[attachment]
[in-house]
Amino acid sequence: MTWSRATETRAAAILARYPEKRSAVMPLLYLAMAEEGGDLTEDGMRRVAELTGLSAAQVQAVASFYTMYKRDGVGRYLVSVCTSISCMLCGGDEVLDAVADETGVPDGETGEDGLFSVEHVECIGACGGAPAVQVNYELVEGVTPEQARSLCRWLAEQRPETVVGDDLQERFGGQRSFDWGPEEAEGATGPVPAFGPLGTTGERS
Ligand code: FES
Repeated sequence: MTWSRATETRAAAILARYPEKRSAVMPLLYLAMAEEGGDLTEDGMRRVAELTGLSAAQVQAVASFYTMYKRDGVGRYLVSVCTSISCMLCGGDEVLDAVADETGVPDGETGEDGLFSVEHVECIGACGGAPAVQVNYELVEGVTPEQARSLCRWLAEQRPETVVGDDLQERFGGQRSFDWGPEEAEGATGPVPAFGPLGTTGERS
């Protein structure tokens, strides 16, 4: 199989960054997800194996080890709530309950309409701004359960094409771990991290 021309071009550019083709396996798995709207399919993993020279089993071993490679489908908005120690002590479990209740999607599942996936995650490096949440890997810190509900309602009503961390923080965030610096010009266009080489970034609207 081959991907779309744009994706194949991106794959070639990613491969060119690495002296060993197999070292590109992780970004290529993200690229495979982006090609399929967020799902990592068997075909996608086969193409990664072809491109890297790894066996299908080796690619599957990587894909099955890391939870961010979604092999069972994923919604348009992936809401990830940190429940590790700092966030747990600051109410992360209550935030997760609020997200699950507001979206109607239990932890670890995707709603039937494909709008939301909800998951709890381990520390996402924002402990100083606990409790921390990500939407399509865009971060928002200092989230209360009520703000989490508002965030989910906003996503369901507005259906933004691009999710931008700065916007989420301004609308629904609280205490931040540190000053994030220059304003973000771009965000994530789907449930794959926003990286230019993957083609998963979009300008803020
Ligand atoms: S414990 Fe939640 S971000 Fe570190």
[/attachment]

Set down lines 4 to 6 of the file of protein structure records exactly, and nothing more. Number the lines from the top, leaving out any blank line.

Repeated sequence: MTWSRATETRAAAILARYPEKRSAVMPLLYLAMAEEGGDLTEDGMRRVAELTGLSAAQVQAVASFYTMYKRDGVGRYLVSVCTSISCMLCGGDEVLDAVADETGVPDGETGEDGLFSVEHVECIGACGGAPAVQVNYELVEGVTPEQARSLCRWLAEQRPETVVGDDLQERFGGQRSFDWGPEEAEGATGPVPAFGPLGTTGERS
């Protein structure tokens, strides 16, 4: 199989960054997800194996080890709530309950309409701004359960094409771990991290 021309071009550019083709396996798995709207399919993993020279089993071993490679489908908005120690002590479990209740999607599942996936995650490096949440890997810190509900309602009503961390923080965030610096010009266009080489970034609207 081959991907779309744009994706194949991106794959070639990613491969060119690495002296060993197999070292590109992780970004290529993200690229495979982006090609399929967020799902990592068997075909996608086969193409990664072809491109890297790894066996299908080796690619599957990587894909099955890391939870961010979604092999069972994923919604348009992936809401990830940190429940590790700092966030747990600051109410992360209550935030997760609020997200699950507001979206109607239990932890670890995707709603039937494909709008939301909800998951709890381990520390996402924002402990100083606990409790921390990500939407399509865009971060928002200092989230209360009520703000989490508002965030989910906003996503369901507005259906933004691009999710931008700065916007989420301004609308629904609280205490931040540190000053994030220059304003973000771009965000994530789907449930794959926003990286230019993957083609998963979009300008803020
Ligand atoms: S414990 Fe939640 S971000 Fe570190």